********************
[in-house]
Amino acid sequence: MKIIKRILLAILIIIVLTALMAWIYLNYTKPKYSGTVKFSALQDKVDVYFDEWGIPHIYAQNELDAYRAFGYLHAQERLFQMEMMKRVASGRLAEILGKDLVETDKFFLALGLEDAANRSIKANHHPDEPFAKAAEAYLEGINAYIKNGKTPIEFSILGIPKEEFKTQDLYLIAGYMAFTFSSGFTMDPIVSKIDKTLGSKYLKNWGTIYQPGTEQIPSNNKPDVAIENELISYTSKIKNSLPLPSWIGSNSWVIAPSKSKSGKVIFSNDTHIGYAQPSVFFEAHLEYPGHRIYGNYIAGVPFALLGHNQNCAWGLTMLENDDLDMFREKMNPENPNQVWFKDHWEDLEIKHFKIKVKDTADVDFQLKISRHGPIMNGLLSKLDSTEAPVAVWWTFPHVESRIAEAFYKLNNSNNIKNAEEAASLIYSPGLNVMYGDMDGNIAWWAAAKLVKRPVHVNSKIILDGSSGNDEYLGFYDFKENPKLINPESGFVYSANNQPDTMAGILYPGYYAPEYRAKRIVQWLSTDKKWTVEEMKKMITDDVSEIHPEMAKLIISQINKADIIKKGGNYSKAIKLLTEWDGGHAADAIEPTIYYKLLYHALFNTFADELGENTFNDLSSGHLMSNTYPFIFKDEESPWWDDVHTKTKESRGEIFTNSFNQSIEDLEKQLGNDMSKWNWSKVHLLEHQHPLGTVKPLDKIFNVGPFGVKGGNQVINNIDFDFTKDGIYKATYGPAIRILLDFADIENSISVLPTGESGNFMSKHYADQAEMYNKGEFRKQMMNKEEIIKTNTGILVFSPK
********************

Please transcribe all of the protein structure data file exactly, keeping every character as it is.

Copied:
[in-house]
Amino acid sequence: MKIIKRILLAILIIIVLTALMAWIYLNYTKPKYSGTVKFSALQDKVDVYFDEWGIPHIYAQNELDAYRAFGYLHAQERLFQMEMMKRVASGRLAEILGKDLVETDKFFLALGLEDAANRSIKANHHPDEPFAKAAEAYLEGINAYIKNGKTPIEFSILGIPKEEFKTQDLYLIAGYMAFTFSSGFTMDPIVSKIDKTLGSKYLKNWGTIYQPGTEQIPSNNKPDVAIENELISYTSKIKNSLPLPSWIGSNSWVIAPSKSKSGKVIFSNDTHIGYAQPSVFFEAHLEYPGHRIYGNYIAGVPFALLGHNQNCAWGLTMLENDDLDMFREKMNPENPNQVWFKDHWEDLEIKHFKIKVKDTADVDFQLKISRHGPIMNGLLSKLDSTEAPVAVWWTFPHVESRIAEAFYKLNNSNNIKNAEEAASLIYSPGLNVMYGDMDGNIAWWAAAKLVKRPVHVNSKIILDGSSGNDEYLGFYDFKENPKLINPESGFVYSANNQPDTMAGILYPGYYAPEYRAKRIVQWLSTDKKWTVEEMKKMITDDVSEIHPEMAKLIISQINKADIIKKGGNYSKAIKLLTEWDGGHAADAIEPTIYYKLLYHALFNTFADELGENTFNDLSSGHLMSNTYPFIFKDEESPWWDDVHTKTKESRGEIFTNSFNQSIEDLEKQLGNDMSKWNWSKVHLLEHQHPLGTVKPLDKIFNVGPFGVKGGNQVINNIDFDFTKDGIYKATYGPAIRILLDFADIENSISVLPTGESGNFMSKHYADQAEMYNKGEFRKQMMNKEEIIKTNTGILVFSPK